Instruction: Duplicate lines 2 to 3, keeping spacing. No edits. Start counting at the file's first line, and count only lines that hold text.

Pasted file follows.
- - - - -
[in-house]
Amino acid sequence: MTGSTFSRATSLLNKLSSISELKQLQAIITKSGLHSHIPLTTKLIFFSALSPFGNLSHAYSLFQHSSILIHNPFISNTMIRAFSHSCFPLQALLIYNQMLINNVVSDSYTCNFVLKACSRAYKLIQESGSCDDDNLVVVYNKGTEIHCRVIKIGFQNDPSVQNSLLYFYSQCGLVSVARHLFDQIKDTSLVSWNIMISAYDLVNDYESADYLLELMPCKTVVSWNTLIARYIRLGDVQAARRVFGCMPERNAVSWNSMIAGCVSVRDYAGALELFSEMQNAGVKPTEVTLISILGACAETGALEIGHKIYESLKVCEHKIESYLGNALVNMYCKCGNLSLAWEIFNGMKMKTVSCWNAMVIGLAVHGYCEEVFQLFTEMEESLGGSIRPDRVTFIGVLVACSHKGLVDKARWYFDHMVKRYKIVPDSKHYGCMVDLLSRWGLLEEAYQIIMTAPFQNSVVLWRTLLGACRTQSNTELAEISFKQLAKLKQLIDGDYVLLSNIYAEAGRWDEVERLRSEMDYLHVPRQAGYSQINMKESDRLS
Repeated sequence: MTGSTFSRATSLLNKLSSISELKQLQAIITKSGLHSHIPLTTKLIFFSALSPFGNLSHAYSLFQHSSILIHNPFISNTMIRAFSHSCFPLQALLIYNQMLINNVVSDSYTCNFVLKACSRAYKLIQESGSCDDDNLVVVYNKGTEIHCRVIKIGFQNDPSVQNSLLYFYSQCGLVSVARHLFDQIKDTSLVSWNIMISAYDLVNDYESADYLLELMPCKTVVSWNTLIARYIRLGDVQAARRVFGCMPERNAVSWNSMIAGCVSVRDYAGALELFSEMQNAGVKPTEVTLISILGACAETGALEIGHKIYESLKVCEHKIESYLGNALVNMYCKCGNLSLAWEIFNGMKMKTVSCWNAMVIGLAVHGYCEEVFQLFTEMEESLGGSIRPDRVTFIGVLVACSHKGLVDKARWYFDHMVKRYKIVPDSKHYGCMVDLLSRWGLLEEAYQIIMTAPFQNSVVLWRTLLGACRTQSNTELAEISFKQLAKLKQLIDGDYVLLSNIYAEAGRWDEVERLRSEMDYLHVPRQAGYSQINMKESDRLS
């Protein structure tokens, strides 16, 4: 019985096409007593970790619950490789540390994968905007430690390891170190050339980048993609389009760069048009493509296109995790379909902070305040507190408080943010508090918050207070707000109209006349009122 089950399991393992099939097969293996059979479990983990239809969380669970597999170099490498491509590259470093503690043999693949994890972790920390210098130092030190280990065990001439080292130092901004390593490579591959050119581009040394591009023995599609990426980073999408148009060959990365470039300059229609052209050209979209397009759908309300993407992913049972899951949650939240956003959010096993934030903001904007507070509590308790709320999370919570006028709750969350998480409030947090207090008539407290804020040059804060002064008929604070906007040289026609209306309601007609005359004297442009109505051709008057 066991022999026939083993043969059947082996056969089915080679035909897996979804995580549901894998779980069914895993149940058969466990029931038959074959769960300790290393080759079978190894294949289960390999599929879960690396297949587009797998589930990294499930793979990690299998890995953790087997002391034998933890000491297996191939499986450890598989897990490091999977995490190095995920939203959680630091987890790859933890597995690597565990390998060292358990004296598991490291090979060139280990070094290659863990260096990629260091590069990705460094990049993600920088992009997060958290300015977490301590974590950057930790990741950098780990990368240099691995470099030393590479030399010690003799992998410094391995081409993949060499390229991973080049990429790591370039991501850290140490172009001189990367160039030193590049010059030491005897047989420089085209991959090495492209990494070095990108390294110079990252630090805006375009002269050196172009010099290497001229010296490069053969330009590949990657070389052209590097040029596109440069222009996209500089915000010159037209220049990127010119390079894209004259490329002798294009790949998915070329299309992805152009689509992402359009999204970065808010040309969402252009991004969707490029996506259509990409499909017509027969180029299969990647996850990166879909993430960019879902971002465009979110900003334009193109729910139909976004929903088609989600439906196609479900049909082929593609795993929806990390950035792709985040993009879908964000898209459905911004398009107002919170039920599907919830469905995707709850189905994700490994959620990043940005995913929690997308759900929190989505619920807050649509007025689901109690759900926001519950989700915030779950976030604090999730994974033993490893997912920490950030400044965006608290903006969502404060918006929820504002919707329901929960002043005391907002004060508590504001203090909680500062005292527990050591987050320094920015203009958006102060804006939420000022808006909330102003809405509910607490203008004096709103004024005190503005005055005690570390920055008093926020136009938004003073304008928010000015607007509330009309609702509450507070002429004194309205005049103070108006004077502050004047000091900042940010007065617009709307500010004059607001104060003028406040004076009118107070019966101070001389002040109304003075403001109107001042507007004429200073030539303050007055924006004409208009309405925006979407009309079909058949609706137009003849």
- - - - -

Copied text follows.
Amino acid sequence: MTGSTFSRATSLLNKLSSISELKQLQAIITKSGLHSHIPLTTKLIFFSALSPFGNLSHAYSLFQHSSILIHNPFISNTMIRAFSHSCFPLQALLIYNQMLINNVVSDSYTCNFVLKACSRAYKLIQESGSCDDDNLVVVYNKGTEIHCRVIKIGFQNDPSVQNSLLYFYSQCGLVSVARHLFDQIKDTSLVSWNIMISAYDLVNDYESADYLLELMPCKTVVSWNTLIARYIRLGDVQAARRVFGCMPERNAVSWNSMIAGCVSVRDYAGALELFSEMQNAGVKPTEVTLISILGACAETGALEIGHKIYESLKVCEHKIESYLGNALVNMYCKCGNLSLAWEIFNGMKMKTVSCWNAMVIGLAVHGYCEEVFQLFTEMEESLGGSIRPDRVTFIGVLVACSHKGLVDKARWYFDHMVKRYKIVPDSKHYGCMVDLLSRWGLLEEAYQIIMTAPFQNSVVLWRTLLGACRTQSNTELAEISFKQLAKLKQLIDGDYVLLSNIYAEAGRWDEVERLRSEMDYLHVPRQAGYSQINMKESDRLS
Repeated sequence: MTGSTFSRATSLLNKLSSISELKQLQAIITKSGLHSHIPLTTKLIFFSALSPFGNLSHAYSLFQHSSILIHNPFISNTMIRAFSHSCFPLQALLIYNQMLINNVVSDSYTCNFVLKACSRAYKLIQESGSCDDDNLVVVYNKGTEIHCRVIKIGFQNDPSVQNSLLYFYSQCGLVSVARHLFDQIKDTSLVSWNIMISAYDLVNDYESADYLLELMPCKTVVSWNTLIARYIRLGDVQAARRVFGCMPERNAVSWNSMIAGCVSVRDYAGALELFSEMQNAGVKPTEVTLISILGACAETGALEIGHKIYESLKVCEHKIESYLGNALVNMYCKCGNLSLAWEIFNGMKMKTVSCWNAMVIGLAVHGYCEEVFQLFTEMEESLGGSIRPDRVTFIGVLVACSHKGLVDKARWYFDHMVKRYKIVPDSKHYGCMVDLLSRWGLLEEAYQIIMTAPFQNSVVLWRTLLGACRTQSNTELAEISFKQLAKLKQLIDGDYVLLSNIYAEAGRWDEVERLRSEMDYLHVPRQAGYSQINMKESDRLS